It’s been a really challenging time for people’s mental health over the last few years, so Samaritans hope the ‘Small Talk Saves Lives’ campaign builds that confidence and reminds people of the difference they can make. Let’s continue to look out for one another – it could save a life.


If a work colleague or anyone else discloses they are experiencing suicidal thoughts, they should be signposting to expert sources of support such as occupational health, trained counsellors, clinicians – importantly encourage them to contact their GP as the first step for support.


Samaritans advise that, if you’re worried someone is suicidal, it’s okay to ask them directly. This involves asking someone about their suicidal thoughts in a calm, confident, sensitive but clear way. Fearing talking about suicide is always worse than actually talking about suicide advise the Samaritans. If a person is asked and they say they are not having thoughts, it’s worth following up with something like, ‘If anything changes, please do feel able to talk to me about it.’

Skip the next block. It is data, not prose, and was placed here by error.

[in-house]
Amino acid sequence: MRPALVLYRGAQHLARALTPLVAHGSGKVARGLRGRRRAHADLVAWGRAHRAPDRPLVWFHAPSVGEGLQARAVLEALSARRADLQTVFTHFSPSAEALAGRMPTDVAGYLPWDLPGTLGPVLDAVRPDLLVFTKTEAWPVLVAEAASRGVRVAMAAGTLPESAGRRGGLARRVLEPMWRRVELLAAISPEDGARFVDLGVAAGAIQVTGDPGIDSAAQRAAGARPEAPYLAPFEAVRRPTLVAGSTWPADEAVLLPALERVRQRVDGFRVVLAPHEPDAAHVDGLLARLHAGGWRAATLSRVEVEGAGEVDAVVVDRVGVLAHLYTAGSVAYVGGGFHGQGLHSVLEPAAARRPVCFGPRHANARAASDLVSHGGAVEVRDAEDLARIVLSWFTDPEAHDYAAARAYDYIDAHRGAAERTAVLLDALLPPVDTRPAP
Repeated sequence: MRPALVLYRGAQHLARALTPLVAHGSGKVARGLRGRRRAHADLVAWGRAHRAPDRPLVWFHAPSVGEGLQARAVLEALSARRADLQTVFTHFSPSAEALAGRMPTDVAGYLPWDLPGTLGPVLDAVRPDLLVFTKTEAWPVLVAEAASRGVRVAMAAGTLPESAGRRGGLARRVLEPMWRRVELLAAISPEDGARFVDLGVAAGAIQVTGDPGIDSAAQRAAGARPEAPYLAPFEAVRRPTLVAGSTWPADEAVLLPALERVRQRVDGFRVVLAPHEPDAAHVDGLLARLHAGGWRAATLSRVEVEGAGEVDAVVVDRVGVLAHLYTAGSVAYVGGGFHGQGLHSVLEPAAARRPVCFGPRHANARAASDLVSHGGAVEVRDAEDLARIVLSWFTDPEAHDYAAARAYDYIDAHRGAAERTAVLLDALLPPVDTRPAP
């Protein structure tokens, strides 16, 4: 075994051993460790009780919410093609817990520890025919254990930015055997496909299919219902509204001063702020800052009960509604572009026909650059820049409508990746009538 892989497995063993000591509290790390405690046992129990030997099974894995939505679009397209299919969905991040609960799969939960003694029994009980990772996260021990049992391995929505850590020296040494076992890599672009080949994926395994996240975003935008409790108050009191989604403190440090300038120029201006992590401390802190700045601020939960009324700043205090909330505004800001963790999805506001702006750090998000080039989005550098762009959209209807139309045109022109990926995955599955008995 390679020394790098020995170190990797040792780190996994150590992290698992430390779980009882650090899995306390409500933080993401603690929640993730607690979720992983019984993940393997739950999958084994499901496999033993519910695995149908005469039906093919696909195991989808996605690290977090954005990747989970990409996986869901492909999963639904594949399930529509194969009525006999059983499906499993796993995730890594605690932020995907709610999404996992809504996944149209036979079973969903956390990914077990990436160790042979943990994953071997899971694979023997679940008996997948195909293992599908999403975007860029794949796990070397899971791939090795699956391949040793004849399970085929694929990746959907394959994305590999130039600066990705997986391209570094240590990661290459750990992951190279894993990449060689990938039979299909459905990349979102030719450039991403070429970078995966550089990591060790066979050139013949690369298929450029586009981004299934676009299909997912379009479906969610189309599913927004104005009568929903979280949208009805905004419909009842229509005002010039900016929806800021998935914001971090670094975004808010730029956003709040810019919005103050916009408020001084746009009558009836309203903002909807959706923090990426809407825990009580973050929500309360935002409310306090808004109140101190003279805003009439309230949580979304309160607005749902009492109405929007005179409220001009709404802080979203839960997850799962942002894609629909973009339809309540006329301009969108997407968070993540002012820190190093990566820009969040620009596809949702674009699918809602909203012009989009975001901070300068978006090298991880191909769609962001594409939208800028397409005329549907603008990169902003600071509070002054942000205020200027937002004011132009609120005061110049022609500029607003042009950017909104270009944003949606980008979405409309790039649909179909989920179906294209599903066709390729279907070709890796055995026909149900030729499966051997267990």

If it’s felt that the individual is in immediate danger of taking their own life, you should dial 999 and call an ambulance, and not leave the person alone. They might feel disassociated from others, the world around them, and even their own emotions – like they are in a bubble – and they sometimes might not show it.


The CWU has worked in partnership with the Samaritans in the past and are pleased to be able to help by raising awareness of the campaign and the power of small talk, encouraging what can be life-saving conversations with both our members, colleagues, customers and the public they meet at work daily and in their private lives. The CWU in its membership has thousands of health and safety representatives, mental health first aiders, physical first aiders, health and wellbeing ambassadors, charity and voluntary organisation supporters and volunteers as well as well-meaning ordinary good people and the message is – it’s so important we continue to look out for one another, as we all have the simple skills which could save a life.


The simple message is; trust your instincts and start a simple conversation if you think someone might need help.

Mental Health Crisis Helplines


For individuals in crisis and needing to talk right away, there are many helplines staffed by trained people ready to listen. They won’t judge people, and could help make sense of what the person’s feeling.